The latest Social Weather Stations survey figures on hunger are truly alarming. More than 20 percent of Filipino families (or more than 4 million families) have reported experiencing involuntary hunger in the first quarter of 2011. Though the number is slightly lower compared to a year ago, the March figures nonetheless show a steady quarterly rise from the 15.9 percent of September last year. The problem, says SWS president and Inquirer columnist Mahar Mangahas, appears to be concentrated in Luzon, where hunger has risen to a new record level of 25 percent. This is quite puzzling — and it is worth figuring it out — for there has been no major natural disaster in Luzon during the first quarter that might explain it.
The standard explanation would ascribe the rise in hunger to an increase in food prices. If that is what the SWS figures are telling us, then we should expect an even steeper increase in hunger by the next quarter, when the inflation induced by recent global events will be more severely felt. Still, there could be other factors behind the hunger figures.
March is always, for many poor families, an especially difficult month to hurdle. Whatever was left over from cash gifts received during the holiday season would be totally gone by then. In March, preparations for graduation are in full swing. This is the time of the year when families are besieged by all kinds of school collections which they cannot ignore or refuse to pay. The costs associated with graduation – whether from preschool, grade school or high school – are often incredibly out of proportion to the earning capacities of ordinary families.
But I have a strong suspicion that what is causing a spike in hunger rates in Luzon, ironically, is the ongoing enlistment for the Conditional Cash Transfers Program of the P-Noy administration. From what I gather, the interviews to assess eligibility for benefits under the expanded program began late last year and continue to the present. The indigent Filipino mother who is angling for CCT benefits would not be able to tell the difference between an interview conducted by the Department of Social Welfare and Development and an SWS survey. She would not know that there is no connection between the two. Hence, she would be inclined to picture her family’s circumstances in the direst possible way to any interviewer.
News about the CCT and the coming of the DSWD social workers into a community spreads like wild fire. It triggers a sense of anticipation that is instantly woven into the political and social dynamics of a local community. A situation like this is hardly the right setting in which to get an objective assessment of poverty and self-reported hunger. This is not to cast doubt on the validity of the SWS findings, but merely to offer an alternative account that might explain the unusually high incidence of reported hunger in Luzon.
In any event, it is difficult to deny the worsening poverty situation in the whole country. What makes the situation unacceptable is that more and more people are going hungry even while the economy is growing and incomes at the top are rising. Wealth is certainly not trickling down, and there is no sustained and systematic effort to help the many break away from the vicious cycle of poverty.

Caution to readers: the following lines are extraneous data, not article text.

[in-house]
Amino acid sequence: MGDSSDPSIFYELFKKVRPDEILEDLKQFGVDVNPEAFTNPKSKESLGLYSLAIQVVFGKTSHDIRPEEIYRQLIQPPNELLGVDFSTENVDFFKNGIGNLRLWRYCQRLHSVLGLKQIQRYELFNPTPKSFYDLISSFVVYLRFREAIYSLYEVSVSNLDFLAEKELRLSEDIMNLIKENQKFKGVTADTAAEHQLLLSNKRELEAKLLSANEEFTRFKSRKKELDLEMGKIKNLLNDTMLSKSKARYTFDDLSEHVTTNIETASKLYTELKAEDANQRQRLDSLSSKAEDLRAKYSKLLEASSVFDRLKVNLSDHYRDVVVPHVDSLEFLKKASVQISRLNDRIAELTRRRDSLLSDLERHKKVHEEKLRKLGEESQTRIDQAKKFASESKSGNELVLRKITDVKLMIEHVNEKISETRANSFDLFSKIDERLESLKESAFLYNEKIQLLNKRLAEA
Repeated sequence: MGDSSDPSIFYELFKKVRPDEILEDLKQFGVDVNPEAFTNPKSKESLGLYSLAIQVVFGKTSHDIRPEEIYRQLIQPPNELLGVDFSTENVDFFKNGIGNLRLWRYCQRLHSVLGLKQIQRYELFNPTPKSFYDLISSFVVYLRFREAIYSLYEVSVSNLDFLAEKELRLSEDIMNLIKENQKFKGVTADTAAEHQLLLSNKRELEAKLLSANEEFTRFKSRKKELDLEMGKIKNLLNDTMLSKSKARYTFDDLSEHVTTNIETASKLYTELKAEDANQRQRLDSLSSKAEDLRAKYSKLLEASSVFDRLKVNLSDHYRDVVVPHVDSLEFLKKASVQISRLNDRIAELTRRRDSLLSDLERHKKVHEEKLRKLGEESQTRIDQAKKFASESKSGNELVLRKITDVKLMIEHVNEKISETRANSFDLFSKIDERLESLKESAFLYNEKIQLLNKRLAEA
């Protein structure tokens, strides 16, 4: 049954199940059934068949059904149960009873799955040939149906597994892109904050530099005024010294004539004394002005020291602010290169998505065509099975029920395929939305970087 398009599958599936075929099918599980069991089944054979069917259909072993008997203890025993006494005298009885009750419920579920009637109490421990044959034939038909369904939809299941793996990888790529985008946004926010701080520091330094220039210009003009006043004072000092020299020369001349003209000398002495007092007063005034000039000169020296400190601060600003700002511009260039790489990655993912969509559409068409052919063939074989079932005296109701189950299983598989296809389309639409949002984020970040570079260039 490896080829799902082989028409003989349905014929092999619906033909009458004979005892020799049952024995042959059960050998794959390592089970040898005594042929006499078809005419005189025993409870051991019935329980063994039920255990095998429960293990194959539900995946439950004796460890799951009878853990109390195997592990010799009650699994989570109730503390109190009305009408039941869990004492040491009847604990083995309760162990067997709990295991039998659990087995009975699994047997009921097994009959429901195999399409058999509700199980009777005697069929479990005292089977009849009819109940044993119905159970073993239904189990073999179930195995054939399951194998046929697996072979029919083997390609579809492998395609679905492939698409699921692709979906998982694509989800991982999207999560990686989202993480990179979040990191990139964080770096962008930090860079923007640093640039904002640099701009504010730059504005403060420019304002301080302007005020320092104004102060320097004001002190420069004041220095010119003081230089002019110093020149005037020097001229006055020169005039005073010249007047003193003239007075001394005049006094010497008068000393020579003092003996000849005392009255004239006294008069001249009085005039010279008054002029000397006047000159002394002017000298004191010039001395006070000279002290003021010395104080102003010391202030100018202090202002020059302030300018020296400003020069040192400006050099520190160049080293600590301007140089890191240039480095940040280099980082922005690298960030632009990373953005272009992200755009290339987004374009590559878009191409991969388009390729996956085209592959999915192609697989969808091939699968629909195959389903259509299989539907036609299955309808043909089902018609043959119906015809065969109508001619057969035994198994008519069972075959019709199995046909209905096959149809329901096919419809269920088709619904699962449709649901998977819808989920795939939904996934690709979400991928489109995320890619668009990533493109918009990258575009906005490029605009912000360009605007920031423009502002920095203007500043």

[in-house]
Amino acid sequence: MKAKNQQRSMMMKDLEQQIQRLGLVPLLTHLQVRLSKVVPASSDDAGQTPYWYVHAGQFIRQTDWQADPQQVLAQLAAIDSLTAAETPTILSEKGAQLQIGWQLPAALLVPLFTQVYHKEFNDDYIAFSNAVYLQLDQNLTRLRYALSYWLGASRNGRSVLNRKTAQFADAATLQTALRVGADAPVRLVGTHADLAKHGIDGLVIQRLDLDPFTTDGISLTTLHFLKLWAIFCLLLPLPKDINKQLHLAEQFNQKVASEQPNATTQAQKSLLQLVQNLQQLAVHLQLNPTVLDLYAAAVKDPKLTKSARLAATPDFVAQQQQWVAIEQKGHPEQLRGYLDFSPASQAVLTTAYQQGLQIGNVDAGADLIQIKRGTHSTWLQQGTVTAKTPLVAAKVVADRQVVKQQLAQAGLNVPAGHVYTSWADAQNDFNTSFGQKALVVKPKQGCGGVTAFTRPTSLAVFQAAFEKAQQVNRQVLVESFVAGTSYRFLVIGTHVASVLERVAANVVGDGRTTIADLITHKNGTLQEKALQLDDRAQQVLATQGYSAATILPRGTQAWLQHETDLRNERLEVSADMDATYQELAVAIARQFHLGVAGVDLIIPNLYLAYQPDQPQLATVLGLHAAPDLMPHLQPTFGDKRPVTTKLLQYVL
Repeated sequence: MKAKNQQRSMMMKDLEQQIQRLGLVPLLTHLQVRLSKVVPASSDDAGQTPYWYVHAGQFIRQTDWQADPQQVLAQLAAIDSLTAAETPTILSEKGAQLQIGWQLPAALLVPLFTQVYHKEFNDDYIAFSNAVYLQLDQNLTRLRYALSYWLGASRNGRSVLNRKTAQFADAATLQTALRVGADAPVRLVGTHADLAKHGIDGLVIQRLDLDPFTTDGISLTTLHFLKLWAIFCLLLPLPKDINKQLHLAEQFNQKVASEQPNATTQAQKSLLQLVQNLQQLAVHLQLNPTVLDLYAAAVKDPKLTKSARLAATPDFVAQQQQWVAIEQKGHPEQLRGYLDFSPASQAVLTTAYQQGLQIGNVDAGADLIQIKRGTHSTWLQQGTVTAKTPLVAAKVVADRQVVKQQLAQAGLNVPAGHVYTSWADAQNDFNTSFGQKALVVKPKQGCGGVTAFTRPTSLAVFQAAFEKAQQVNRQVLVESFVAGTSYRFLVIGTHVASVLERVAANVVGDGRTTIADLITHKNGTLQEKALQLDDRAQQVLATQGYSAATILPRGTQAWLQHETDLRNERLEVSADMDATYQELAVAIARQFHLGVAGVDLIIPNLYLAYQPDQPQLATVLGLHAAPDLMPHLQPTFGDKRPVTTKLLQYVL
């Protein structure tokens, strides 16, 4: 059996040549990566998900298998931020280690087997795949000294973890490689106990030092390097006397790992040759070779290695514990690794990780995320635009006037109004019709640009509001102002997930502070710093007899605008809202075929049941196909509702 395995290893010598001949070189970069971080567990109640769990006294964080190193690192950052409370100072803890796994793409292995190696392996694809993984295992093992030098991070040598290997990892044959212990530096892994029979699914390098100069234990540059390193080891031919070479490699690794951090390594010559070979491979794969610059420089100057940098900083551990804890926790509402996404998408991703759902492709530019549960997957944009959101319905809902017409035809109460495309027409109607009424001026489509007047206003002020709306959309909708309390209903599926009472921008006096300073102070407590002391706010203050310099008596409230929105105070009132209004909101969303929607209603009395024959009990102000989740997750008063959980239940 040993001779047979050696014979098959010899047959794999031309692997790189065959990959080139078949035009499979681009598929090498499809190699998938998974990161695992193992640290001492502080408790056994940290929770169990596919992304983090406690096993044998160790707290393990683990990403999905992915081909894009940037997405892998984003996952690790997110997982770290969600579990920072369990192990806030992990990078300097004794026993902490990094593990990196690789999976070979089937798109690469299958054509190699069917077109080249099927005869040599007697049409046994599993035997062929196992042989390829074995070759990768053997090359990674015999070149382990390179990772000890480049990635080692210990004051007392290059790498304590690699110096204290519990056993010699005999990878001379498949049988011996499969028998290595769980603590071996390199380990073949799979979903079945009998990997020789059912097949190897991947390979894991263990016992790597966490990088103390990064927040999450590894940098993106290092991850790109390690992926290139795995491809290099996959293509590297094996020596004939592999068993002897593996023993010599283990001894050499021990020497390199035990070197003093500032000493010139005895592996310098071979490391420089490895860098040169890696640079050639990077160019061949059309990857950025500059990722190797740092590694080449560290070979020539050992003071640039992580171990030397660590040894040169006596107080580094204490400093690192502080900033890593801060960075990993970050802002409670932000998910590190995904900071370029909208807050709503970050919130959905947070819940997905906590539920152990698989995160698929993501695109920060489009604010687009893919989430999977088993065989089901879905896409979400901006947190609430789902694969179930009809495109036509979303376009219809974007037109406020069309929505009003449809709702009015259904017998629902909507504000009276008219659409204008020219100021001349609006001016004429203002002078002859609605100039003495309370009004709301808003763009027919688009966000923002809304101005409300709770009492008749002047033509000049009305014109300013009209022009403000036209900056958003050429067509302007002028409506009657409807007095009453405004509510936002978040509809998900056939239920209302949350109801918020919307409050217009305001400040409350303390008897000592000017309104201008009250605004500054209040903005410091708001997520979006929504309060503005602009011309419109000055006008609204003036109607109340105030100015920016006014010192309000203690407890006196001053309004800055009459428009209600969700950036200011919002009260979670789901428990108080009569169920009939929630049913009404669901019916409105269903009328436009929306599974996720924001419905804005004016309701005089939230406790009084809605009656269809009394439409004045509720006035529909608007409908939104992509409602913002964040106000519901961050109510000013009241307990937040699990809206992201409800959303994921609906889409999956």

Like all doles, conditional cash assistance may help tide a family over for a couple of days or a week, and it may even reduce hunger in the short term. But without a steady livelihood or source of income, an indigent family has no chance of breaking the barriers to a better life. The CCT program is definitely better than the desultory feel-good medical missions in which we all participate at one time or other. But it is still a dole. It is not a long term solution to poverty.
The long-term solution has to focus on communities, not individuals. It must focus on enhancing the productive capacities of people, on helping them help themselves rather than merely attending to their short-term needs. It has to be articulated in clear unequivocal policies rather than merely expressed in high-visibility charitable projects.
In general, all of us probably subscribe to such views. Yet how many times have we found ourselves repeatedly contributing to immediate and narrowly targeted initiatives? Instead of re-distributing wealth we distribute necessities to some people. The latter is vastly personal and immediate in its impact, whereas economic justice is anonymously structural, and it usually takes a long time for its outcomes to be felt. The result is a public complacency about the social order that is at the root of all the inequalities and exclusions in our midst.
Scandalized by the pervasive poverty they see outside their gated neighborhoods, many rich people try to justify the sharp differentials in wealth and opportunity they see in our society. The shallow among them never tire of blaming the poor for their laziness and irresponsibility. In a sense, this is their way of morally rationalizing their good fortune. They do not see the fortuitous elements behind their own personal successes.
The more conscientious of them, who use their minds as well as their hearts, see the many accidents that have shaped their lives for which they cannot claim any credit – their birth in a fortunate family, the happy circumstances of an early life, the accident of being born with qualities that are highly prized by society at a given time. And so they regard their personal success in the world as constituting a duty to help improve the lives of the less fortunate. This is what distributive justice is about.